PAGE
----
Right to refuge: Stewart holds the starte to account for its duty to protect those most at risk in their own home. Photo: Gary Carlton/Eyevine
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Patrick Stewart: There’s no such thing as “just a domestic”

Domestic violence takes an enormous death toll. Every week two women are killed by current or former partners in England and Wales.

Several years ago, I met an extraordinary woman named Sharon de Souza. In 2008, Sharon witnessed the murder of her 24-year-old daughter, Cassie. Cassie was stabbed to death by her estranged husband in front of their two young sons as she attempted to flee to the safety of a women’s shelter.

With the help of Refuge, a charity that supports women and children experiencing domestic violence, Sharon secured an inquest that would shed light on the circumstances surrounding Cassie’s death. It was a long battle, but in February this year the inquest finally took place.

After hearing from a number of police officers and other professionals who had been in contact with Cassie in the months and weeks leading up to that day in July 2008, a jury concluded that two separate police forces and the Crown Prosecution Service (CPS) all failed to take appropriate steps to safeguard Cassie’s life. They also found that, had the CPS and Sussex Police taken these steps, there is a substantial chance that her life could have been saved.

The sad truth is that Cassie’s story is not unusual. Domestic violence takes an enormous death toll. Every week two women are killed by current or former partners in England and Wales. And so, up and down the country, there are thousands of bereaved families struggling to come to terms with the loss of a beloved mother, daughter or sister. In too many of these cases, the police – and other state agencies – have failed to protect women and children at their moment of greatest need.

My own mother experienced violence at the hands of my father. I remember the police being called to our house on many occasions. As a child, I heard police officers standing in our small living room saying things like, “She must have provoked him,” or, “Well, Mrs Stewart, it takes two to make a fight.”

They had no idea. As a child I didn’t have the words to explain, but as an adult I can tell the truth.

The police had a duty to protect me and my mother, and they failed in that duty. They left us powerless and vulnerable. It shocks me that, decades later, women and children are still being let down by those agencies and by professionals who have a legal duty to protect them.

Of course, much has changed since my childhood. Many police officers do take domestic violence seriously. Yet the negative attitudes that I encountered as a small boy are still embedded in our culture and in our institutions. I have heard alarming comments from women using Refuge’s services about the poor response they still receive from police officers.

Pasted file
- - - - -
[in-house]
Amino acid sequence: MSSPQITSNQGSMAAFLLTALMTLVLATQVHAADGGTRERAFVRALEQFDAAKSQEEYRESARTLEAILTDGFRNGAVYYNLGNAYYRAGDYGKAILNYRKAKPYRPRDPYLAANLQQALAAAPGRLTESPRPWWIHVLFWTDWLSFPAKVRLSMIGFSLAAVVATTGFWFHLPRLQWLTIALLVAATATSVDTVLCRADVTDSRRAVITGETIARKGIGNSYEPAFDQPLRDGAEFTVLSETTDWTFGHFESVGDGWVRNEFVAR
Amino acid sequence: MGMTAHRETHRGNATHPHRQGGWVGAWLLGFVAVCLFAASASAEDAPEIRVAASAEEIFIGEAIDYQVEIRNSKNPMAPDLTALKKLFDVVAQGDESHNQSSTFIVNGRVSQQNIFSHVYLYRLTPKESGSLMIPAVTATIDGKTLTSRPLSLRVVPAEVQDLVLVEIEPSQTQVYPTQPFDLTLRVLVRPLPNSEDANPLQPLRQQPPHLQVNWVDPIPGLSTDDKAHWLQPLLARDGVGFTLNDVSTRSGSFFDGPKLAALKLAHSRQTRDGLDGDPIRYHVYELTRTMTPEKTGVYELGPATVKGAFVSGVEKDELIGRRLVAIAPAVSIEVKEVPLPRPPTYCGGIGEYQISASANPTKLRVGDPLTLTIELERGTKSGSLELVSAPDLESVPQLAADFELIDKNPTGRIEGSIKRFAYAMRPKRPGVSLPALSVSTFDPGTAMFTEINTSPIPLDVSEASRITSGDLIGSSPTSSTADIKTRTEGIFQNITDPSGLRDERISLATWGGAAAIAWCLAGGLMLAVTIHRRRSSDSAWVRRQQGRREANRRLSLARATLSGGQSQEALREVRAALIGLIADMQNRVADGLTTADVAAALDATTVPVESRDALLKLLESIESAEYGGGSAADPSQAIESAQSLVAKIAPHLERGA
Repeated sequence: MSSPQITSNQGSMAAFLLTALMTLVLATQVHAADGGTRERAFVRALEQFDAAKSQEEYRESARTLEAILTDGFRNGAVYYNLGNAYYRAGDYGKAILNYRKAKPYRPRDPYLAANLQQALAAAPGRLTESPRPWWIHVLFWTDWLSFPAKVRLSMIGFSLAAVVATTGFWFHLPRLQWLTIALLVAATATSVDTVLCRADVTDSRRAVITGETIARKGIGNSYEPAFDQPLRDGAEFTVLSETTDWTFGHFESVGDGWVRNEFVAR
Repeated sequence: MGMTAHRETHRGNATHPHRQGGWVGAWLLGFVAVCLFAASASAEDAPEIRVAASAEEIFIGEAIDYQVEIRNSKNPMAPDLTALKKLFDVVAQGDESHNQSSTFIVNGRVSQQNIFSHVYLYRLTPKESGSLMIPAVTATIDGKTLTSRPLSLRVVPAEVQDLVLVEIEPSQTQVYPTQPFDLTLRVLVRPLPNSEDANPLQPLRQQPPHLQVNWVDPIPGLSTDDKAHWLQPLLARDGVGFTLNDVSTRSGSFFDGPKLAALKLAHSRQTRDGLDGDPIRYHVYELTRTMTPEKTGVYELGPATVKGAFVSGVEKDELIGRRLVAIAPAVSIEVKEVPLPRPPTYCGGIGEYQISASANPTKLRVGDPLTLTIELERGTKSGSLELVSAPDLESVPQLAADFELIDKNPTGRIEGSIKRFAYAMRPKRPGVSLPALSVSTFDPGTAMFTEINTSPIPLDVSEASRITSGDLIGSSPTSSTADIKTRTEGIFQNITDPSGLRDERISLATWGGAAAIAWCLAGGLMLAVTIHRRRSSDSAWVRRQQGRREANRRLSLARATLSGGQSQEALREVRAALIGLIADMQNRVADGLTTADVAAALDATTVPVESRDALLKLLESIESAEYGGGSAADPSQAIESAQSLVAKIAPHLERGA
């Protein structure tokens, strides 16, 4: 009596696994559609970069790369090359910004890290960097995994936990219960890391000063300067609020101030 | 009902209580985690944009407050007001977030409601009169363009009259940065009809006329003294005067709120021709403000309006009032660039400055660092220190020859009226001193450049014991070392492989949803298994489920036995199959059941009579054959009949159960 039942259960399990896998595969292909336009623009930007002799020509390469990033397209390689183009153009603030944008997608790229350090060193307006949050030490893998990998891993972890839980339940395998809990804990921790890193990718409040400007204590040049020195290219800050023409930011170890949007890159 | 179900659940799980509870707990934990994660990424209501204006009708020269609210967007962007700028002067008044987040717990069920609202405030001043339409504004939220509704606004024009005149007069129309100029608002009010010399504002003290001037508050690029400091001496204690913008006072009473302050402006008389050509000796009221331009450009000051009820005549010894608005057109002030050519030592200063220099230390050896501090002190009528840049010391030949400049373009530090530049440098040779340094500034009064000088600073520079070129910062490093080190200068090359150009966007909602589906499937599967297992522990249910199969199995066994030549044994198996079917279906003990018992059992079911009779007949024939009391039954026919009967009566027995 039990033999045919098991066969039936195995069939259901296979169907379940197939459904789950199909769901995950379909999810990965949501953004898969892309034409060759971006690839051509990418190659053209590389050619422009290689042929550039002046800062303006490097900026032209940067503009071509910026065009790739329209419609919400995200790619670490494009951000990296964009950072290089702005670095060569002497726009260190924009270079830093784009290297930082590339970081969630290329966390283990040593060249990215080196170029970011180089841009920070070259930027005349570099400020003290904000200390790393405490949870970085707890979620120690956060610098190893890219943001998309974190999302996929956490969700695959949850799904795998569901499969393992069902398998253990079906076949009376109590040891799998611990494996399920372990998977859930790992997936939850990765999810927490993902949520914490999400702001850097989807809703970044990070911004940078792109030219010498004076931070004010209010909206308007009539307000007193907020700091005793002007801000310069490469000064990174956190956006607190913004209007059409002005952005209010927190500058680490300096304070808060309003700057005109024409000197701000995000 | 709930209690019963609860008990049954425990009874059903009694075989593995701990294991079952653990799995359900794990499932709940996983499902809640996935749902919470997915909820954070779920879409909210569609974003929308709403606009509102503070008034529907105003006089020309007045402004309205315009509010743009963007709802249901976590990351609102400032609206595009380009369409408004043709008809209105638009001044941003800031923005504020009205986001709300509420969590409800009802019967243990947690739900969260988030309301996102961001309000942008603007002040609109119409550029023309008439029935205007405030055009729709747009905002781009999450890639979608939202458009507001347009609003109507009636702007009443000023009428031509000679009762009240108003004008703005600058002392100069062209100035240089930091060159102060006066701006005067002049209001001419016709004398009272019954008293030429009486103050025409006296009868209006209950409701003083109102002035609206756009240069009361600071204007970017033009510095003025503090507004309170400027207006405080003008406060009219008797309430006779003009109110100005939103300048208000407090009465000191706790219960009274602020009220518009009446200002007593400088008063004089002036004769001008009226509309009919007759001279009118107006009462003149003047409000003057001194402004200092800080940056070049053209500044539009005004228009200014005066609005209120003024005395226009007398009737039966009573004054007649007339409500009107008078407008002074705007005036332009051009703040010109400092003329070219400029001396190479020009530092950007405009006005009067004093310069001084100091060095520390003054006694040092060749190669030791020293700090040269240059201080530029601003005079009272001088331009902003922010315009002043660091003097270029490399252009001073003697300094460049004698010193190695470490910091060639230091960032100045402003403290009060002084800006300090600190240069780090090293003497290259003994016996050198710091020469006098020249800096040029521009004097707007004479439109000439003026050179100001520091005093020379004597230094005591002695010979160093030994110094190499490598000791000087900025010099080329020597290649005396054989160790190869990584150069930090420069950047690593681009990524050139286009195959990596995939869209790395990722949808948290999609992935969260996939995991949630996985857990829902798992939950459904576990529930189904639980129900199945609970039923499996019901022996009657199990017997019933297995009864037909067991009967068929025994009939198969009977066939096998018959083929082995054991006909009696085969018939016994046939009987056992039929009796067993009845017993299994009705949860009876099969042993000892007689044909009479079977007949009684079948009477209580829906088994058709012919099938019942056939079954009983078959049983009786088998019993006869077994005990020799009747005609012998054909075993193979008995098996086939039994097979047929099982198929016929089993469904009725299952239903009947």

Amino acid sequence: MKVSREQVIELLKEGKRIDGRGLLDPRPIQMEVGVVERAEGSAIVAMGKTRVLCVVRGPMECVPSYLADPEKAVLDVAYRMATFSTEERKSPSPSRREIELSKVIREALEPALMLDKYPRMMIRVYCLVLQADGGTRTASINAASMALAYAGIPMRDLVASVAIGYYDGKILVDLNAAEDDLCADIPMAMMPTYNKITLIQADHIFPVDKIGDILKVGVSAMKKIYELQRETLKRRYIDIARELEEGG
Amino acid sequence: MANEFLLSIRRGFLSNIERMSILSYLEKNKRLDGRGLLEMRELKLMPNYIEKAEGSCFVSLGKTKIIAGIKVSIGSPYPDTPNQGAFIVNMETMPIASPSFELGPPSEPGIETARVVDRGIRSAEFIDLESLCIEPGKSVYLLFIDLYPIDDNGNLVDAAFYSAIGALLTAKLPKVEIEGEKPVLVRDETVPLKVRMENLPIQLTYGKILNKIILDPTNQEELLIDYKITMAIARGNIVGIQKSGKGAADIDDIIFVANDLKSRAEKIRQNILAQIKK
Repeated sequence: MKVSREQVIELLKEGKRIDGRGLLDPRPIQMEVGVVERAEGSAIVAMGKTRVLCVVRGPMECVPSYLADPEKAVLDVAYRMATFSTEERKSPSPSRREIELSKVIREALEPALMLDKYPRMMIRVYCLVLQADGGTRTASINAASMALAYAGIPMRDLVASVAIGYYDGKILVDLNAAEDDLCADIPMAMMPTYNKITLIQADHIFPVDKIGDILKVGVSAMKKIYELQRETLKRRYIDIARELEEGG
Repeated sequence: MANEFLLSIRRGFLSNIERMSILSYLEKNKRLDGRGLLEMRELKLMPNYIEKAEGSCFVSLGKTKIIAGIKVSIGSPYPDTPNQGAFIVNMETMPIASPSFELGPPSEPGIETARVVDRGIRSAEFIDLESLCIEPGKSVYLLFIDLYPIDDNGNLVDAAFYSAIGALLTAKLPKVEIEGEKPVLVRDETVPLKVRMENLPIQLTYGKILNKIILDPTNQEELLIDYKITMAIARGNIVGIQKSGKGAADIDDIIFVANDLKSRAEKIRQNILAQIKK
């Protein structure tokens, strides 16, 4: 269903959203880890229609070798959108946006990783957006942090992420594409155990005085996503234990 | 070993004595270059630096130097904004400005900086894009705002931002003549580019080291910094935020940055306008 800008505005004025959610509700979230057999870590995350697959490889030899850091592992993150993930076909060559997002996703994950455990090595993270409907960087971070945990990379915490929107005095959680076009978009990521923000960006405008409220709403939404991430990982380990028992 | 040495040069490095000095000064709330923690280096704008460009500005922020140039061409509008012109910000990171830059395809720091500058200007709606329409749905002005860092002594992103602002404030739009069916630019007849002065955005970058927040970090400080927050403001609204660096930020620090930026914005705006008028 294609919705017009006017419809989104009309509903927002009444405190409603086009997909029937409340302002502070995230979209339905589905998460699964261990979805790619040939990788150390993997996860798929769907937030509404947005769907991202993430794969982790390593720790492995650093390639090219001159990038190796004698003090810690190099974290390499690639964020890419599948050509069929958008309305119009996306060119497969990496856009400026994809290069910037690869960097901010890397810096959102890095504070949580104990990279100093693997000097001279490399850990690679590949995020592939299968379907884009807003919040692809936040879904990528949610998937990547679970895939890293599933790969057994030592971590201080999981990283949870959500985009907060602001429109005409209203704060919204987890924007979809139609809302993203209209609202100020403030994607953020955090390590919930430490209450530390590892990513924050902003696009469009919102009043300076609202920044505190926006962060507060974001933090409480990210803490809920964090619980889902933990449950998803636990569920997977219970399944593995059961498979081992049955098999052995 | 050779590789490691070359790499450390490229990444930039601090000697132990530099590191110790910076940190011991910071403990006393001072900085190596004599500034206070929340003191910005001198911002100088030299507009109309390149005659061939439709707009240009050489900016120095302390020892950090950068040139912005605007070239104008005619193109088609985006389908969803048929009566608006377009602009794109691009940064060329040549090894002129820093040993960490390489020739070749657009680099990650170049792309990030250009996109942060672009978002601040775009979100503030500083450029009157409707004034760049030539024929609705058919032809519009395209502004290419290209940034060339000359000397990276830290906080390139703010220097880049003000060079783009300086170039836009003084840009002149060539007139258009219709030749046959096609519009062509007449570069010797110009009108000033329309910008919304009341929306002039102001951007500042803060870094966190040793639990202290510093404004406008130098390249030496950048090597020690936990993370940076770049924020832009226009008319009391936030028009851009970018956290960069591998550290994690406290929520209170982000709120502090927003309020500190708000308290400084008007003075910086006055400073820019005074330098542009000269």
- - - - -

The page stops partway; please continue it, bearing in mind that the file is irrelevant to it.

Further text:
One woman was told that she should “just make up” with her ex-boyfriend though he’d assaulted her – an incident that the police officer involved referred to as “just a domestic”. Another woman reported that her partner was let off with a caution after he held a knife against her throat. These comments show how little we have progressed as a society in taking a stand against domestic violence.

It takes extraordinary courage for a frightened, abused woman to report her abuser to the police. When women make that brave step, it is vital that they be believed, supported and protected. They must have the full force of the law behind them.

Cassie’s story also proves that it is not just the police who fail victims of domestic violence. The inquest into her death found that the CPS was responsible for a number of failings. In 2012, Refuge gave expert evidence at the inquest into the death of another woman, Sabina Akhtar, which found Greater Manchester Police, Manchester social services and the CPS accountable for serious and significant failings that possibly contributed to Sabina’s death.

Our system is broken. Women and children continue to die in large numbers because they are not given the support and protection they deserve. Refuge is calling on the Home Secretary to open a public inquiry into the response by the police and other state agencies to victims of domestic violence. In my mother’s name – and in the name of women like Cassie – I support this call. We need a bold shift in the way we, as a society, view domestic violence – and in the way our public services and state institutions respond to victims. Those negative attitudes I encountered as a small boy – attitudes that allowed the violence to continue – must be banished once and for all. 

Patrick Stewart is a patron of Refuge. For more information and to sign Refuge’s petition calling for a public inquiry, visit: refuge.org.uk/publicinquiry

This article first appeared in the 27 August 2014 issue of the New Statesman, The new caliphate

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Harriet Harman: “Theresa May is a woman, but she is no sister”